John and Horace Dodge were infamous for their boisterous attitude, penchant for violence and love for the drink.
Charles K. Hyde’s biographical look at the men’s lives, ‘The Dodge Brothers: The Men, the Motor Cars, and the Legacy’, provides a few standout examples of their troublemaking ways, including an instance in which they drunkenly beat a prominent Detroit attorney who had wooden legs with his own cane. The book was recently referenced by Jalopnik in a fascinating deep-dive into the the Dodge Brother’s rise to prominence and their eventual demise, which paints interesting portraits of both the Dodge Brothers and Henry Ford.
Knowing the Dodge brothers, it comes as little surprise that they also once sued Henry Ford just a day after attending Edsel Ford‘s wedding, Jalopnik’s article indicates. The brothers had met Ford nearly 15 years prior and played a major role in launching the his fledgling career as an engineer and entrepreneur, which until then had been going rather poorly. His first car had failed to make him any money and his second project, the Detroit Automobile Company, dissolved in 1901 after spending a few short years producing rather low-quality vehicles.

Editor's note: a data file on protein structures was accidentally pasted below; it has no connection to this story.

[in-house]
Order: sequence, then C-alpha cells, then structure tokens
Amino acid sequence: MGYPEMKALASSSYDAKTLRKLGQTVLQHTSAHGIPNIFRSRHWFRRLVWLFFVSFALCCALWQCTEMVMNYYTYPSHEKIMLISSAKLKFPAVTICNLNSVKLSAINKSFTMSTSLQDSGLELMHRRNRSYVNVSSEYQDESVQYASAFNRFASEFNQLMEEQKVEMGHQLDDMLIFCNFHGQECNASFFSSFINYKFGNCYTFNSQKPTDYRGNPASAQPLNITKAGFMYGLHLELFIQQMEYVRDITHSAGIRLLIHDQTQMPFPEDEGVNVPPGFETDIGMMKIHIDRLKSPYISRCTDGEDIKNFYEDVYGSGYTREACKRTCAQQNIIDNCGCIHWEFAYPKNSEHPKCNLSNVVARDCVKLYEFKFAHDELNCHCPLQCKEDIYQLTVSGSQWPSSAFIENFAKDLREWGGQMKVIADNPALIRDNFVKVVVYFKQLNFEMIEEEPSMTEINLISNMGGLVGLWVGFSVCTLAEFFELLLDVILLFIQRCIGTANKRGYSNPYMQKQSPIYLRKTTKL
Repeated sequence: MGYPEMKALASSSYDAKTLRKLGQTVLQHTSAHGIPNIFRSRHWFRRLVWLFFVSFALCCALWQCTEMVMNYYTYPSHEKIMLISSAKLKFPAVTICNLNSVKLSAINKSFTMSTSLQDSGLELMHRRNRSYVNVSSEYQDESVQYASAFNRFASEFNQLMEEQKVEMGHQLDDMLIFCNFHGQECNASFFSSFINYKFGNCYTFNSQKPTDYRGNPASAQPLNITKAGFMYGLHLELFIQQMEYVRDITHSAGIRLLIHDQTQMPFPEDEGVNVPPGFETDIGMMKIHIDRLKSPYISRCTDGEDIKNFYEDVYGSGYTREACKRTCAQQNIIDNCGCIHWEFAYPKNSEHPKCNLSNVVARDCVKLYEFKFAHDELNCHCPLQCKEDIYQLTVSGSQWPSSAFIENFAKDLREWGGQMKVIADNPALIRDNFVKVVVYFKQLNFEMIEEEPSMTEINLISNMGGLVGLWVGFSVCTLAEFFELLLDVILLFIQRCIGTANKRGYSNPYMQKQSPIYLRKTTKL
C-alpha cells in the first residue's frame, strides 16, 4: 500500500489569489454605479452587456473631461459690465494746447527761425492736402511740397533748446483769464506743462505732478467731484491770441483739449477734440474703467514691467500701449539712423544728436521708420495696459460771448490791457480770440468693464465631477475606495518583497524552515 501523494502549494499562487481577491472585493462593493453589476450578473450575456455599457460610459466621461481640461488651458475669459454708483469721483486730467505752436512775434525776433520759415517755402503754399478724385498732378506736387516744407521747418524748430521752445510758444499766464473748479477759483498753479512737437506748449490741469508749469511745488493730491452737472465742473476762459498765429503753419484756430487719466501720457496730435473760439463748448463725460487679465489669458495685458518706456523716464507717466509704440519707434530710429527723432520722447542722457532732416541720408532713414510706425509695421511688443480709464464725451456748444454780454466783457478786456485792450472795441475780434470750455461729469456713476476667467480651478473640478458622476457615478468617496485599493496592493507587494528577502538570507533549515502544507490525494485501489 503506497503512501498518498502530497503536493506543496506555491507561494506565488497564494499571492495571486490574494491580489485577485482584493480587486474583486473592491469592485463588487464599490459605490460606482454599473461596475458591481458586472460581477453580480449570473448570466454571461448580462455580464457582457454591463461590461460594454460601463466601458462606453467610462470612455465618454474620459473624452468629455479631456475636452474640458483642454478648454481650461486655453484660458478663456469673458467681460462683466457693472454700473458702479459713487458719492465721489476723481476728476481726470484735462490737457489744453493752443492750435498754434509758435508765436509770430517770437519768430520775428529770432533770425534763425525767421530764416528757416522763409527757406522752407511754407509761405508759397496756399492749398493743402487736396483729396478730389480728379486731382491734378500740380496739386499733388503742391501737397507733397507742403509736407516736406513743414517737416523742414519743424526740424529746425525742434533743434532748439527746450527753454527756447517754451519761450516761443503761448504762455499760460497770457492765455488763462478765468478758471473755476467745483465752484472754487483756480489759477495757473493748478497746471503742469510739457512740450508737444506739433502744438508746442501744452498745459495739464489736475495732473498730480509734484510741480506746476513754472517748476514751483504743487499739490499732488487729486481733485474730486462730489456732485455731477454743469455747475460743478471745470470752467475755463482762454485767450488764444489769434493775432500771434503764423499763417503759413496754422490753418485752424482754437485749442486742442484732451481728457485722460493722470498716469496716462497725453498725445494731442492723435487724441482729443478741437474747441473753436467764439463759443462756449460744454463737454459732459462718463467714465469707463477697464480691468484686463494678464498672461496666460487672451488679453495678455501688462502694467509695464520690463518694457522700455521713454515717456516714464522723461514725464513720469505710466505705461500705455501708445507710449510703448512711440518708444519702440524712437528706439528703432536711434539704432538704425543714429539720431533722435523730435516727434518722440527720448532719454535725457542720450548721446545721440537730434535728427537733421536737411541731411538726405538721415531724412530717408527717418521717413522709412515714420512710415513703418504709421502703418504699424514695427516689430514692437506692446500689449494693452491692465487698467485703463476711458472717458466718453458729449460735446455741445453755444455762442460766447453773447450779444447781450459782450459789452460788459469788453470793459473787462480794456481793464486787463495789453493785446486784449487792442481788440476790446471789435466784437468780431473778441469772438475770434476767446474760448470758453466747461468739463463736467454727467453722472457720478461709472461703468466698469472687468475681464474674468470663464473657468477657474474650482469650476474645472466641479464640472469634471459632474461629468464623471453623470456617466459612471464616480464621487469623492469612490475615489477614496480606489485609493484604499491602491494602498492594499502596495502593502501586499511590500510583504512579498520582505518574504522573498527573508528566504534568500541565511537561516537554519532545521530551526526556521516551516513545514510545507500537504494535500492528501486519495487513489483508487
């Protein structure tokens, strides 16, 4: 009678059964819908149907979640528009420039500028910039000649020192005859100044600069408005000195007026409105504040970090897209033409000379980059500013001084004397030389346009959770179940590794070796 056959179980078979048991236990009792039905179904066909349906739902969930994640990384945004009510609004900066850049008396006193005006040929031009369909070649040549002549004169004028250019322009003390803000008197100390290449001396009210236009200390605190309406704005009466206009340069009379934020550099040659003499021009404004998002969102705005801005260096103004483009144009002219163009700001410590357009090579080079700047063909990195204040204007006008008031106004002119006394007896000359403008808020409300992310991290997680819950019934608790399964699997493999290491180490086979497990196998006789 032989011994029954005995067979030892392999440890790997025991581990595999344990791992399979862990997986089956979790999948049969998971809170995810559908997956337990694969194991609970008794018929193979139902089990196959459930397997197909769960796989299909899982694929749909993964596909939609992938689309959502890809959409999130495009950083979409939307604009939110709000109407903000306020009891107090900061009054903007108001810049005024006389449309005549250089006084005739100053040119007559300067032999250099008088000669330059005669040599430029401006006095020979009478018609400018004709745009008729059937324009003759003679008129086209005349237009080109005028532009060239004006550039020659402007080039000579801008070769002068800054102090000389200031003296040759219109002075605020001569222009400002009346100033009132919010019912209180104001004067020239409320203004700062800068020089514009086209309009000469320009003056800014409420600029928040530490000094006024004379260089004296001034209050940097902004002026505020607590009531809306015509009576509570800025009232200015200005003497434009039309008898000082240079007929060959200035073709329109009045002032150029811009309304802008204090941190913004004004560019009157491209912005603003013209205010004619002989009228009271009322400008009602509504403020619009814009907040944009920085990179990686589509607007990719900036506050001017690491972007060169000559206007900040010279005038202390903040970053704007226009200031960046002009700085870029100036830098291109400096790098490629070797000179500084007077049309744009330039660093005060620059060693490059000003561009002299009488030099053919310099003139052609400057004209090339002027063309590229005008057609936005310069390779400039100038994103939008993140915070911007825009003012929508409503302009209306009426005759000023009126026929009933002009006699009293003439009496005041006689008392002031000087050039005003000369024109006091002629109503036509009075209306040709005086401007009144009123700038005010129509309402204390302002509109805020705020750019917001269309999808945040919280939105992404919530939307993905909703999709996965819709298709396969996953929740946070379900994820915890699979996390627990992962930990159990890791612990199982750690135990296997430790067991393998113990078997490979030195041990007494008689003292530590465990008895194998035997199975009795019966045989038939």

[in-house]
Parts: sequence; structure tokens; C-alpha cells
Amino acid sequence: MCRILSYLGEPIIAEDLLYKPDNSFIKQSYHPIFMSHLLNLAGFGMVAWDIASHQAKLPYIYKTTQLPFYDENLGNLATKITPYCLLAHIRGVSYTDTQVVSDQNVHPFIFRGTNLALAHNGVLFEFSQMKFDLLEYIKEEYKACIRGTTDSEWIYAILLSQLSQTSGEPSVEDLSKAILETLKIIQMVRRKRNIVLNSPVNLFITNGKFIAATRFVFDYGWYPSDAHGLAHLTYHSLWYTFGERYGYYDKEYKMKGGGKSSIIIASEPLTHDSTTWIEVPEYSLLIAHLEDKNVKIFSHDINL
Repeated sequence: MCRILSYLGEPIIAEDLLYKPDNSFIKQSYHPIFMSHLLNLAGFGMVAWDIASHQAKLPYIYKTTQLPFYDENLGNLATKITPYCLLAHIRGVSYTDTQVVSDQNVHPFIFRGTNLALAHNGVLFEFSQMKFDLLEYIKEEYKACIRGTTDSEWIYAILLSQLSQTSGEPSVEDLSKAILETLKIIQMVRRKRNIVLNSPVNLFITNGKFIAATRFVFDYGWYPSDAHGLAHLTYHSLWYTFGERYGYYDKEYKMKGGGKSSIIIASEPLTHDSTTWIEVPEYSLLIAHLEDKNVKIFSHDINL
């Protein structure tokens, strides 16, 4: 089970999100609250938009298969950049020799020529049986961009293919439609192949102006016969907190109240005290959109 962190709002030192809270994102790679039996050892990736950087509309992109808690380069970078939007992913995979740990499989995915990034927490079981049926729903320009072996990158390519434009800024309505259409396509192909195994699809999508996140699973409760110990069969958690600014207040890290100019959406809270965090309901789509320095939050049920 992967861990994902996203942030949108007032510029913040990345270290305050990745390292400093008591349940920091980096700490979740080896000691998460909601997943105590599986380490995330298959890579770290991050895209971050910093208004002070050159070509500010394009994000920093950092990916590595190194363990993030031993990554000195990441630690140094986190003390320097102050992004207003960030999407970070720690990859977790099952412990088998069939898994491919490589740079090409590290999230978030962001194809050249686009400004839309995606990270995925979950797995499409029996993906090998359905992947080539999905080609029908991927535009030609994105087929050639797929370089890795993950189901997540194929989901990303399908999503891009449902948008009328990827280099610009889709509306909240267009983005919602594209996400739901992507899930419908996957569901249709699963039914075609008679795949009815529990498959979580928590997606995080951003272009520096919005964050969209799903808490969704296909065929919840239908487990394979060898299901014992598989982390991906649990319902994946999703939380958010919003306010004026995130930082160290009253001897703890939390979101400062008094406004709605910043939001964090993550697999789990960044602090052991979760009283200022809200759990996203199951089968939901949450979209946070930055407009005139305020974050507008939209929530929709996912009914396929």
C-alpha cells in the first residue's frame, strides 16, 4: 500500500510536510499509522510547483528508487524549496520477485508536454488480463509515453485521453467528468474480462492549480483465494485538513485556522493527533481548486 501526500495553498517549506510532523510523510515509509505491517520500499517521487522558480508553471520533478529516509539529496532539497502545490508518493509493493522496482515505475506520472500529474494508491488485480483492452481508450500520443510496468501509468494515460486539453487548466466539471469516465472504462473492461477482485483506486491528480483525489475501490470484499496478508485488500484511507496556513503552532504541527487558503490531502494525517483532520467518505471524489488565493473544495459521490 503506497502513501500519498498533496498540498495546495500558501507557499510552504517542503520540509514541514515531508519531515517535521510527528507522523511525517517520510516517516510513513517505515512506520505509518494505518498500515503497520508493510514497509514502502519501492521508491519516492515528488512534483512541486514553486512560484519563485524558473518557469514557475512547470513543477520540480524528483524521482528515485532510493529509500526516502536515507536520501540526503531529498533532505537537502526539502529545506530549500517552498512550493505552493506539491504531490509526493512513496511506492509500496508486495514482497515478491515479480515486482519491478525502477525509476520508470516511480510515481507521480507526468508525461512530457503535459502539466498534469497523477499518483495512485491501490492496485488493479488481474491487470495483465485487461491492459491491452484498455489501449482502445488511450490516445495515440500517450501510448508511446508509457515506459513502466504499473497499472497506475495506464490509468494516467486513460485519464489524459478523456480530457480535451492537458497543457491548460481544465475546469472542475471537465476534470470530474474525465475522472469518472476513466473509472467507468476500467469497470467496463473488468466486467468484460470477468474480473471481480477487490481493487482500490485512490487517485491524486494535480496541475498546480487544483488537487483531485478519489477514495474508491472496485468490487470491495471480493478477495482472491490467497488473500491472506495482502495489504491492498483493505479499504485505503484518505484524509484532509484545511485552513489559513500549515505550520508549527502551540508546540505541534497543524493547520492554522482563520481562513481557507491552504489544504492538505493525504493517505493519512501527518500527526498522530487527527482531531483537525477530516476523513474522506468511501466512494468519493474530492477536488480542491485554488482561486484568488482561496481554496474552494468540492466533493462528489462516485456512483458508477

Ford didn’t turn into the successful industrial magnate most know him for today until John and Horace came along in 1903. The two Brothers, who were successful automotive machinists, agreed to build the parts for Ford’s new vehicle, the original 1903-1904 Model A. In exchange, Ford would have to give them a 10 percent stake in his company. Additionally, if the company were to fail, he would have to give them rights to the entire company.
The company didn’t fail, obviously. The Model A made Ford enough money to bankroll the development and production of the famous 1908 Model T and was making money hand over fist when he decided to stop paying his shareholders special dividends in 1916. Ford wanted to keep the money to help reinvest in new plants, raise worker’s wages and to further lower the price of the already affordable Model T. The Dodge Brothers sued Ford after happily attending his son Edsel’s wedding just one day prior. The court eventually ruled in the Dodges’ favor, telling Ford that it must work in the best interest of its shareholders and could not operate as a “charity” – lowering car prices and raising salaries at the detriment of stockholders both large and small.
John Dodge fell ill with the Spanish Flu (or H1N1) after attending the 1919 New York Auto Show and later died in his hotel suite. Horace also caught the virus and remained ill for months, even moving to Florida in an attempt to shake the flu, Jalopnik reports. But with his body punished after years of heavy drinking, he succumbed to his illnesses less than a year after his brother’s death.
Jalopnik’s article is worth checking out for further reading on the Dodge v. Ford case. Hyde’s book, which we also have to thank Jalopnik for pointing us toward, can also be read in full through Google Books right here.
Photos via Wikimedia commons, Ford Media and FCA Media